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Once there was a very evil city, on the shores of a great ocean. This city was full of wickedness and every manner of filth. They lived in great debauchery, and ignored the prophets who were sent to warn them. Whenever the prophets became impossible to ignore, they would persecute and kill them. In this manner they lived for many years.

One day, the inevitable day of reckoning and judgment came. The earth gave way beneath them, and the sea swallowed up that wicked city. For good measure, great fiery hailstones fell on the place where the city had been, and the steam and smoke made a great column that could be seen a hundred miles away. And thus the words of the prophets who had visited that city were all fulfilled, down to the letter.

There were just a small handful of survivors, survivors who managed to crawl up on what was now a new line of the coast. And there they sat in stunned amazement as they watched the destruction of all that they had ever known.

After a long silence, that extended through most of a day, one of them, a gray-headed old man, long schooled in the arts of corruption, shook his head in great sadness. The others looked at him, and said, “What shall we do? Shall we build a new city?”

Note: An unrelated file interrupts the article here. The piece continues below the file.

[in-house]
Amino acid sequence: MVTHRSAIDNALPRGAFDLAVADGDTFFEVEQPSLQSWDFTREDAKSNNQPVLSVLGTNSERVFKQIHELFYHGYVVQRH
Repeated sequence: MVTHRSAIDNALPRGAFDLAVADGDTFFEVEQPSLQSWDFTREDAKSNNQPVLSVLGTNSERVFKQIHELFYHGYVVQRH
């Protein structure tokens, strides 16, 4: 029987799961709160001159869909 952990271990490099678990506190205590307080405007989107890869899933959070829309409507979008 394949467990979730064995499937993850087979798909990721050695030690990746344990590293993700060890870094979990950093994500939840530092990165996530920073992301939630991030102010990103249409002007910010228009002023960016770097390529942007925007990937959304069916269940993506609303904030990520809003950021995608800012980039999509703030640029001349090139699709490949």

“Yes, we must build a new city,” he said. “But now it must be built on a different foundation.”

“What do you mean?” they all asked. “Surely you don’t mean giving up our traditional way of life!”

“Not at all,” he said. “But before we can build a new city, we must first build a new literary school, a new approach to story-telling.”

Everyone just stared at him, so he continued. “In our new city, the first law of all story-telling must be this: from this day forward, all story-tellers must recognize that endings like that” — and here he pointed to the column of smoke — “are impossibly heavy-handed and preachy. Stories must have more subtlety and nuance.”

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